of structure the Aminand othershave suggestedaboutthe polarizing the to it worldeconomy, is important recognize extentto whichsuchpoit Or, are larizations playedout on a localandon a globalscale.42 rather, on of to see the development polarization a simultaimportant becomes neouslylocaland globalscaleand indeedto see thattheseforcesare alwaysat playwithinthe localand the globalin sucha waythattheyhelp or to definethe boundaries limitsbetweenthem(so thatthe globaVlocal to mustbe seen as misleading beginwith).43 opposition and In Beirut,as Beyhum,Sarkis, otherspointout, thereare very seriousfearsthata newcitycenterwillspringup in a fewyearsthatcan areasof the cityor eventhe restof the havelittleto do withsurrounding it Furthermore, shouldbe obviousto anyoneeven glancingat country. Square,whichonce servedto the proposedmap that the old Martyrs' by supplanted a is bringthe rest of the city together, to be effectively Chehab or running mere1,200meters so fromFouad a wide"boulevard" of to to Avenue the port.In fact,therewill,according critics the Solidere plan,be manymoredividinglines and notjust betweeneast and west areas Beirut,but betweenthe new centraldistrictand the surrounding of the city. the that materials haveconstituted heavy the Naturally, advertising of to reference the importance plan of artillery Solidere's makeextensive district the restof and between central the integration" "proper ensuring drive will Andyetthelayout placethecenterwithina five-minute thecity. and workers espeand fromthe airport hencecreateforitsinformational a businesspeople sensethattheyarecloserto the restof the ciallyvisiting Theseandotherconsideraworldthanto anypartof Beirutor Lebanon. not tionssuggestthatthis areawillbe developed as a site for the spatial of reconciliation Lebanonand of Beirutitselfbut ratheras a meeting Saudi,and East (American, Asian,European, businesses placeforforeign experts,bankfinancial managers, entrepreneurs, and Israeli) Lebanese can This, clearly, only amountto littlemorethan ers, and technocrats. for speculation the timebeing.On the otherhand,it hardlyseemslikely
World,trans.MichaelWolfers(Lona 42. See SamirAmin,Delinking:Towards Polycentric don, 1990). 43. Thus, while in the current configurationof the global economy,which Manuel a Castellshas argued needs to be seen as preeminently"informational," few cities have emerged as world cities, or as what Knox and Agnew identifyas "basingpoints for global capital,"and within even those cities themselvesplanning strategiesof segregationhave p. of become the norm (Knoxand Agnew,The Geography the World-Economy, 47). See Manuel EconomicRestructuring,and the UrbanCastells,The InformationalCity:InformationTechnology, IC. Regional Process(London, 1989); hereafter abbreviated Thus, RichardSennett argues that "thethrustof modern urbandevelopmenthas been preciselyto createcities consisting of isolatedzones, to destroyor abandonthe urbancenter as a publicmeeting ground, leavbusinessesbased on the serviceeconomy"(Riching only a core of nationalor international in ard Sennett, "Introduction," ReclaimingBeirut, p. 4).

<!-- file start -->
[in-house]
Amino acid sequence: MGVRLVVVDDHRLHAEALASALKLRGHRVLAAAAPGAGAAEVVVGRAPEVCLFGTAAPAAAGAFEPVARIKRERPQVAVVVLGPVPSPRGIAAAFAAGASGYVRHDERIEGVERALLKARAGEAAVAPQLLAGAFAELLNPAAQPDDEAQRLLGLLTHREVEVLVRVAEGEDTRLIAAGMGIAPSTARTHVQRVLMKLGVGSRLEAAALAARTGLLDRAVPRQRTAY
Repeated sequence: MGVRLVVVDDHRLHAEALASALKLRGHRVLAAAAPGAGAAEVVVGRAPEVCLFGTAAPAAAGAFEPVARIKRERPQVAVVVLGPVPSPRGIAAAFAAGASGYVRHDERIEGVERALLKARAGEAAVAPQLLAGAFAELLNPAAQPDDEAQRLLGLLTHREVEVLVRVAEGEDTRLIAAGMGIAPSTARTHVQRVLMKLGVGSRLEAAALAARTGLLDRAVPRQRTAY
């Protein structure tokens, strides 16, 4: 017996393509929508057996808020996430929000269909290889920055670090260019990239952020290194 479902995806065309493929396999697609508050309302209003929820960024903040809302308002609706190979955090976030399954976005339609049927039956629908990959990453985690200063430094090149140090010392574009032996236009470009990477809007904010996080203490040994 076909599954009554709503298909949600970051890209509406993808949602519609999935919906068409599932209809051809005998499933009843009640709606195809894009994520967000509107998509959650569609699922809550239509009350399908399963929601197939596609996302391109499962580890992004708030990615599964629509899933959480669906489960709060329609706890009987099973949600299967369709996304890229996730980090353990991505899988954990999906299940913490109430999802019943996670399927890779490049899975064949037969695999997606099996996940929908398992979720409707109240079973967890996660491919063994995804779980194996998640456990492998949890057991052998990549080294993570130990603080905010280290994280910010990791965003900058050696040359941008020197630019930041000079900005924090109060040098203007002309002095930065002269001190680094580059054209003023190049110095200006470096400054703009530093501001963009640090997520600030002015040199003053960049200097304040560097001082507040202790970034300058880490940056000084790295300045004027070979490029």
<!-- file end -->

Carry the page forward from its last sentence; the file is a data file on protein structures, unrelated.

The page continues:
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thatthe Solidereprojecthas nothingto do withthe currentdiscussions betweenIsrael of of the normalization economicand politicalrelations project seemslikelyas wellthatthismassive it world; hardly andtheArab characwhichis already economy, Lebanese is aimedonlyat the domestic and glut terizedby an enormous of apartment officespace. and of city" whichBeyhum othersspeakmust,in anycase, The "dual local in be understood a simultaneously and globalcontext.For(assuming betweeninsideandoutplan)the frontier thingsgo wellfor the Solidere betweena side the centraldistrictof Beirutwouldamountto a frontier economy,to which Manuel regionalnode in the globalinformational identibackwater and of refersas the "space flows," a peripheral Castells whichwouldthenbe incountry, fiablewiththe restof the cityand the economy of by characterized the laborprocesses the informal creasingly "benefromwhatever cut zonesin the worldeconomy, oS of peripheral (This,once again,is of flows."44 withthe "space fits"mightbe associated that is that assuming Solidere rightin believing Beirutcanresumesomedevelopment; economic thingakinto the rolethatit oncehadin regional predictions optimistic and this is far froma certainty, if the company's to threatens becomea masthe turnout to be unfounded, entireproject scheme Wharfurbandevelopment sivewhiteelephant,like the Canary arThus Docklands.)45 the dualityof sucha city,as Castells in LondoWs of gues, can "beseen as the urbanexpression the processof increasing withinthe growing sectors dynamic of differentiation laborin twoequally and formaleconomy, the downgraded the economy: information-based so economy," that,as he says,"thedualcityopposes, informal labor-based of terms,thecosmopolitanism thenewinformasociological in traditional of sectors restructured of to tionalproducers the localism the segmented that suggests, it is becom(IC, labor" pp. 225, 227).This means,Castells bedistinction clear that thereis an ever-proliferating ing increasingly